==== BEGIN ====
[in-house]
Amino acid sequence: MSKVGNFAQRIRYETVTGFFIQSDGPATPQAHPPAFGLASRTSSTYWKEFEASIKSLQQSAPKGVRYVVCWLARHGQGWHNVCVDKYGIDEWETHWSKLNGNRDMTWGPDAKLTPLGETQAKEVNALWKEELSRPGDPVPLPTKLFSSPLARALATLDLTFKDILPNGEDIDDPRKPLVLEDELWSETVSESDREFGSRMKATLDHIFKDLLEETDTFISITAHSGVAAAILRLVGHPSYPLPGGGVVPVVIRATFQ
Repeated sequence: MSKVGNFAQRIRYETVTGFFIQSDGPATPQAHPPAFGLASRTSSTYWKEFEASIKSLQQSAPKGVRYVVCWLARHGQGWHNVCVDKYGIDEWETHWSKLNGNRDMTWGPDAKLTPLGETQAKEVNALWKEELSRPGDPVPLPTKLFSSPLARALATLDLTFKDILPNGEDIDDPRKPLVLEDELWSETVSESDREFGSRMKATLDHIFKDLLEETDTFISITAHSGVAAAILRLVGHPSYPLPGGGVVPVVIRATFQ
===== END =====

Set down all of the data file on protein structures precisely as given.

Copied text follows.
[in-house]
Amino acid sequence: MSKVGNFAQRIRYETVTGFFIQSDGPATPQAHPPAFGLASRTSSTYWKEFEASIKSLQQSAPKGVRYVVCWLARHGQGWHNVCVDKYGIDEWETHWSKLNGNRDMTWGPDAKLTPLGETQAKEVNALWKEELSRPGDPVPLPTKLFSSPLARALATLDLTFKDILPNGEDIDDPRKPLVLEDELWSETVSESDREFGSRMKATLDHIFKDLLEETDTFISITAHSGVAAAILRLVGHPSYPLPGGGVVPVVIRATFQ
Repeated sequence: MSKVGNFAQRIRYETVTGFFIQSDGPATPQAHPPAFGLASRTSSTYWKEFEASIKSLQQSAPKGVRYVVCWLARHGQGWHNVCVDKYGIDEWETHWSKLNGNRDMTWGPDAKLTPLGETQAKEVNALWKEELSRPGDPVPLPTKLFSSPLARALATLDLTFKDILPNGEDIDDPRKPLVLEDELWSETVSESDREFGSRMKATLDHIFKDLLEETDTFISITAHSGVAAAILRLVGHPSYPLPGGGVVPVVIRATFQ